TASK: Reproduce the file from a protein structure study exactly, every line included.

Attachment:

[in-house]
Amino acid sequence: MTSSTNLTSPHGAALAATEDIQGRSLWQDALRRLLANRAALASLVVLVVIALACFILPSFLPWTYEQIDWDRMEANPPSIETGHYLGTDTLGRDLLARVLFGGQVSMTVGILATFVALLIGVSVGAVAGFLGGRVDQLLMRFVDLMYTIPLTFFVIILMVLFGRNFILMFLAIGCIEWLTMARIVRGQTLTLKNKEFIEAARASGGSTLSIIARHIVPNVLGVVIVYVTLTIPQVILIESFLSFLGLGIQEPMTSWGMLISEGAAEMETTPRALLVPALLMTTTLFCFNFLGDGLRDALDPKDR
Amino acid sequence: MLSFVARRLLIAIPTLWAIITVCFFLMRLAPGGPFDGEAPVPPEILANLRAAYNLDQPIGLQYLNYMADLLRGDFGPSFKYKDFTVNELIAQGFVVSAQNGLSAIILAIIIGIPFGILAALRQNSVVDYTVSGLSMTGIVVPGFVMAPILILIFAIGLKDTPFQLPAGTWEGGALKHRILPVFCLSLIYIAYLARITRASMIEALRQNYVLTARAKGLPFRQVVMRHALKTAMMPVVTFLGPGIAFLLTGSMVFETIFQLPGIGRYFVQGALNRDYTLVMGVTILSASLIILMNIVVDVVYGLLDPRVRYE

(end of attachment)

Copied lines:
[in-house]
Amino acid sequence: MTSSTNLTSPHGAALAATEDIQGRSLWQDALRRLLANRAALASLVVLVVIALACFILPSFLPWTYEQIDWDRMEANPPSIETGHYLGTDTLGRDLLARVLFGGQVSMTVGILATFVALLIGVSVGAVAGFLGGRVDQLLMRFVDLMYTIPLTFFVIILMVLFGRNFILMFLAIGCIEWLTMARIVRGQTLTLKNKEFIEAARASGGSTLSIIARHIVPNVLGVVIVYVTLTIPQVILIESFLSFLGLGIQEPMTSWGMLISEGAAEMETTPRALLVPALLMTTTLFCFNFLGDGLRDALDPKDR
Amino acid sequence: MLSFVARRLLIAIPTLWAIITVCFFLMRLAPGGPFDGEAPVPPEILANLRAAYNLDQPIGLQYLNYMADLLRGDFGPSFKYKDFTVNELIAQGFVVSAQNGLSAIILAIIIGIPFGILAALRQNSVVDYTVSGLSMTGIVVPGFVMAPILILIFAIGLKDTPFQLPAGTWEGGALKHRILPVFCLSLIYIAYLARITRASMIEALRQNYVLTARAKGLPFRQVVMRHALKTAMMPVVTFLGPGIAFLLTGSMVFETIFQLPGIGRYFVQGALNRDYTLVMGVTILSASLIILMNIVVDVVYGLLDPRVRYE